Contraception is getting more attention in the United States these days than it perhaps ever has before.
Due to the mandate issued by the US government as part of Barack Obama's healthcare reform package, employers are now bound to provide insurance that covers contraception and some abortifacient drugs and devices.
But there has been widespread protest at the Health and Human Services (HHS) mandate, a protest that has reached all the way to the Supreme Court, which took up the case recently.
Coincidentally, on the same day that contraception was making headlines because of the battles at the Supreme Court, the Bishop of Lincoln, Nebraska, in the centre of the US, was making his own statement on contraception, in an attempt to promote the Church's teaching that contraception is not in God's plan for married love.
It is a teaching that the legal battle over the HHS mandate has in a sense spotlighted, showing forth what bishops already knew: that too many Catholics are ignorant about what the Church teaches, and even more so, why.
Bishop James Conley's pastoral letter, The Language of Love, was released on 25 March, the feast of the Annunciation.
ZENIT asked him to tell us more about the letter and the message he is trying to bring to Catholics.
ZENIT: Is it a bit scary to write a pastoral letter on contraception? Statistics seem to indicate even your Catholic flock will not be particularly open to this message.
Bishop Conley: Most people realise that many Catholics haven't heard, or haven't accepted, the Church's teaching about openness to life. Openness to life is characterised as foolishness or zealotry. But that couldn't be further from the truth. That is what makes it important to provide guidance on this issue.
If we want to convince people of the truth, we need to offer real, compelling insights into what we believe.
Sadly, the contraceptive mentality has affected even Catholics, so a bishop's job is to offer the opportunity to hear, and follow, the Gospel of Life.
Regarding widespread Catholic ignorance or non-conformity with the Church's teaching on contraception, many people lay fault with the bishops, saying it's the bishops who have failed to promote the Church's teaching on contraception, even as far back as the shoddy reception of Humanae Vitae. What's your perspective on this?
Over the years, I have known many very holy and courageous bishops excited about sharing the Gospel of Life. And the truth is that we all share in that responsibility.
Bishops and priests should teach these things, and so should lay families, who can witness to the beauty of the Church's teaching with their lives.
It is important to share the truth. But the best witnesses are joyful families, demonstrating the joy found in what we believe.
Your letter was released just as the Supreme Court has been considering a related issue in regard to the HHS mandate and religious freedom. As well, just recently Melinda Gates again defended her gift of billions to promote contraception in the developing world, though she is Catholic. Do these sorts of events affect your pastoral approach in broaching this topic?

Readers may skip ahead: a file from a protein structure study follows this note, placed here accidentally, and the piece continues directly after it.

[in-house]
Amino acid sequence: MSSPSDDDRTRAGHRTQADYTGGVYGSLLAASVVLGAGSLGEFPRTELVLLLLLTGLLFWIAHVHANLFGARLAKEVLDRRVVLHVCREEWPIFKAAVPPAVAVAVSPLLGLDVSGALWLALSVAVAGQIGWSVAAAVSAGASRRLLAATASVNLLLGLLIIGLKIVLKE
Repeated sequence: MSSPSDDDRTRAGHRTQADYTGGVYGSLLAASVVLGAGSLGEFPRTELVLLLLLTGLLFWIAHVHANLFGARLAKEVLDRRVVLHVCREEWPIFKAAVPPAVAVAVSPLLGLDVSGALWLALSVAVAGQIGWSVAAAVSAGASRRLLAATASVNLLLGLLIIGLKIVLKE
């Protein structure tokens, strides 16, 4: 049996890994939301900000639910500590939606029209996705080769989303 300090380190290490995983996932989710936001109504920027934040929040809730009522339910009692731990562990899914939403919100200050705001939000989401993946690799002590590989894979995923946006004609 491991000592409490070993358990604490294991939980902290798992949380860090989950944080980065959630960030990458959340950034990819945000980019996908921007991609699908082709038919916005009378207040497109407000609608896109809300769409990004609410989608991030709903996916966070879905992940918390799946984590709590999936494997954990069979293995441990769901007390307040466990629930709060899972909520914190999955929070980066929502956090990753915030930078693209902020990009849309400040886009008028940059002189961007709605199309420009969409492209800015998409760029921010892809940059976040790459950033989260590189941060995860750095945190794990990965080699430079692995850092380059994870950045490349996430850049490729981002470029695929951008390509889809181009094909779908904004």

Pope Paul VI predicted, in 1968, that the widespread use of contraception would lead to dangerous social consequences. And he was right.
Among those consequences is an erosion of what goodness is ; what virtue is. Fewer people today really know what liberty is about. But the heroic groups fighting the HHS mandate demonstrate that we still have a chance to restore a sense of the common good, of justice, and of freedom.
I said in my letter that God's mercy abounds. And I mean that. We should give all we have to preserve liberty and transform culture. But ultimately, we should trust in the mercy, and the providence of Jesus Christ. If we can entrust our families to him, and our Church to him, we can entrust our nation to him as well.
You encourage your priests to preach about contraception. Is there a risk that taking up this topic in the pulpit will turn Catholics away, presuming that a significant portion of the congregation might be using contraception? Is it better handled one-on-one, for example, in confession?
A priest is ordained to share the good news of Jesus Christ. He should do so boldly, as so many of our priests do. He should also do so compellingly, convincingly, and compassionately.
I know the priests of the Church in Lincoln. I love them, and respect them. I'm certain that they share the Gospel of Life in a way that is attractive to people. I'm proud that they have done so for a very long time.
We should talk about contraception in the confessional, but we shouldn't be afraid to preach about it as well. I hope that this weekend [as the pastoral letter is read at Masses] will make a difference in [people's] lives in the Diocese of Lincoln.
How would you describe your letter? (It is not, for example, an in-depth treatment of theology of the body).
The Language of Love is an invitation to encounter Jesus Christ in a rich way: through the love of a husband and wife, and through the ethical practice of medicine.
I wrote The Language of Love because I genuinely hope it will open hearts to the Gospel; it is a message from my heart to the hearts of the Catholics in my diocese.
Each family in this diocese is made for eternal life with Jesus Christ. I hope The Language of Love is an invitation to share in the life-giving love of God the Father.
With acknowledgement to Zenit